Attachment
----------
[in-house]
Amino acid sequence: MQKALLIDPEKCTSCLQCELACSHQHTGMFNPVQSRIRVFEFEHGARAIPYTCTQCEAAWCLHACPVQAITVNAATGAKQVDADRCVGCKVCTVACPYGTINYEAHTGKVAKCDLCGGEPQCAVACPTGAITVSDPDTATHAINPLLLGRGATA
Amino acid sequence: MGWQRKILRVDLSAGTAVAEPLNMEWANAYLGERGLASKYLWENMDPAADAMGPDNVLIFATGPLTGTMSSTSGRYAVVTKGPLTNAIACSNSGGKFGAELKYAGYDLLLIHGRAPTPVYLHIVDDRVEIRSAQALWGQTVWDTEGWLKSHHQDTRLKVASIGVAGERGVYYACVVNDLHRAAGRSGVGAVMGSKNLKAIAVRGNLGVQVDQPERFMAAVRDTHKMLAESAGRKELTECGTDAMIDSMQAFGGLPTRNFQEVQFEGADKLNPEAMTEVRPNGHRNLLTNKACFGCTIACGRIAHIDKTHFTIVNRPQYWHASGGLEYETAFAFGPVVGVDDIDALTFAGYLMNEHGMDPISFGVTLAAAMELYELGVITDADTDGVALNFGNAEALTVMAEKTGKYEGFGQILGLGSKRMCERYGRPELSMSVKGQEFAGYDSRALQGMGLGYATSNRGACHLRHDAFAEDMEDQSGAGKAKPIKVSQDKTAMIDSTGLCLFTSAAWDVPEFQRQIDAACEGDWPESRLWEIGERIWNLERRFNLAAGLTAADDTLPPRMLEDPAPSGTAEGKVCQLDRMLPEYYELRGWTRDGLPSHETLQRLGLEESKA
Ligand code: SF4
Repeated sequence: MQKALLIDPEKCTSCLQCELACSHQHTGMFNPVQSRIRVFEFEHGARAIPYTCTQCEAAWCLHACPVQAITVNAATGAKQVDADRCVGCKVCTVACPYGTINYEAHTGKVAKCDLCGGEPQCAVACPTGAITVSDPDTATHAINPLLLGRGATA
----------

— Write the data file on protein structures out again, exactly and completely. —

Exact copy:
[in-house]
Amino acid sequence: MQKALLIDPEKCTSCLQCELACSHQHTGMFNPVQSRIRVFEFEHGARAIPYTCTQCEAAWCLHACPVQAITVNAATGAKQVDADRCVGCKVCTVACPYGTINYEAHTGKVAKCDLCGGEPQCAVACPTGAITVSDPDTATHAINPLLLGRGATA
Amino acid sequence: MGWQRKILRVDLSAGTAVAEPLNMEWANAYLGERGLASKYLWENMDPAADAMGPDNVLIFATGPLTGTMSSTSGRYAVVTKGPLTNAIACSNSGGKFGAELKYAGYDLLLIHGRAPTPVYLHIVDDRVEIRSAQALWGQTVWDTEGWLKSHHQDTRLKVASIGVAGERGVYYACVVNDLHRAAGRSGVGAVMGSKNLKAIAVRGNLGVQVDQPERFMAAVRDTHKMLAESAGRKELTECGTDAMIDSMQAFGGLPTRNFQEVQFEGADKLNPEAMTEVRPNGHRNLLTNKACFGCTIACGRIAHIDKTHFTIVNRPQYWHASGGLEYETAFAFGPVVGVDDIDALTFAGYLMNEHGMDPISFGVTLAAAMELYELGVITDADTDGVALNFGNAEALTVMAEKTGKYEGFGQILGLGSKRMCERYGRPELSMSVKGQEFAGYDSRALQGMGLGYATSNRGACHLRHDAFAEDMEDQSGAGKAKPIKVSQDKTAMIDSTGLCLFTSAAWDVPEFQRQIDAACEGDWPESRLWEIGERIWNLERRFNLAAGLTAADDTLPPRMLEDPAPSGTAEGKVCQLDRMLPEYYELRGWTRDGLPSHETLQRLGLEESKA
Ligand code: SF4
Repeated sequence: MQKALLIDPEKCTSCLQCELACSHQHTGMFNPVQSRIRVFEFEHGARAIPYTCTQCEAAWCLHACPVQAITVNAATGAKQVDADRCVGCKVCTVACPYGTINYEAHTGKVAKCDLCGGEPQCAVACPTGAITVSDPDTATHAINPLLLGRGATA